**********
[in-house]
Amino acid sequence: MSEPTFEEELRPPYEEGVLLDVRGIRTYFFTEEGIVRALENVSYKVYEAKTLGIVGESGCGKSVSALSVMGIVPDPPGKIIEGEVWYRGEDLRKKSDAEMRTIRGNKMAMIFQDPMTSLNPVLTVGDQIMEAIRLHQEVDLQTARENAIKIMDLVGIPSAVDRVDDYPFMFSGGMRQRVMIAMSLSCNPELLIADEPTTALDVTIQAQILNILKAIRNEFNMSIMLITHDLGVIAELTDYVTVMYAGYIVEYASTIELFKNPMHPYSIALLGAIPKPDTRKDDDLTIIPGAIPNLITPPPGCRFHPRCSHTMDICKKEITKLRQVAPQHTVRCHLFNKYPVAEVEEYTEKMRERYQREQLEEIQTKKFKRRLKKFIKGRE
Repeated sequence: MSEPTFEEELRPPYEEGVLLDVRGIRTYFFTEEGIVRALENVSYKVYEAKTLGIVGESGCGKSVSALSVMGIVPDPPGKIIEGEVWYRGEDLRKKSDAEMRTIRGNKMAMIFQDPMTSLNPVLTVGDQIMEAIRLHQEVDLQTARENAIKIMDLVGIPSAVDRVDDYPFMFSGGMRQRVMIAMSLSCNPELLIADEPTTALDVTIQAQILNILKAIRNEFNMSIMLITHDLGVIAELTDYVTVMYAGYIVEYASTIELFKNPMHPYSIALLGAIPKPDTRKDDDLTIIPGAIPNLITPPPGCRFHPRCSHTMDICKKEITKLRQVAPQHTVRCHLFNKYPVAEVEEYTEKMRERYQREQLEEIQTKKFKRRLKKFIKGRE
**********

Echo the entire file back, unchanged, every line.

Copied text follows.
[in-house]
Amino acid sequence: MSEPTFEEELRPPYEEGVLLDVRGIRTYFFTEEGIVRALENVSYKVYEAKTLGIVGESGCGKSVSALSVMGIVPDPPGKIIEGEVWYRGEDLRKKSDAEMRTIRGNKMAMIFQDPMTSLNPVLTVGDQIMEAIRLHQEVDLQTARENAIKIMDLVGIPSAVDRVDDYPFMFSGGMRQRVMIAMSLSCNPELLIADEPTTALDVTIQAQILNILKAIRNEFNMSIMLITHDLGVIAELTDYVTVMYAGYIVEYASTIELFKNPMHPYSIALLGAIPKPDTRKDDDLTIIPGAIPNLITPPPGCRFHPRCSHTMDICKKEITKLRQVAPQHTVRCHLFNKYPVAEVEEYTEKMRERYQREQLEEIQTKKFKRRLKKFIKGRE
Repeated sequence: MSEPTFEEELRPPYEEGVLLDVRGIRTYFFTEEGIVRALENVSYKVYEAKTLGIVGESGCGKSVSALSVMGIVPDPPGKIIEGEVWYRGEDLRKKSDAEMRTIRGNKMAMIFQDPMTSLNPVLTVGDQIMEAIRLHQEVDLQTARENAIKIMDLVGIPSAVDRVDDYPFMFSGGMRQRVMIAMSLSCNPELLIADEPTTALDVTIQAQILNILKAIRNEFNMSIMLITHDLGVIAELTDYVTVMYAGYIVEYASTIELFKNPMHPYSIALLGAIPKPDTRKDDDLTIIPGAIPNLITPPPGCRFHPRCSHTMDICKKEITKLRQVAPQHTVRCHLFNKYPVAEVEEYTEKMRERYQREQLEEIQTKKFKRRLKKFIKGRE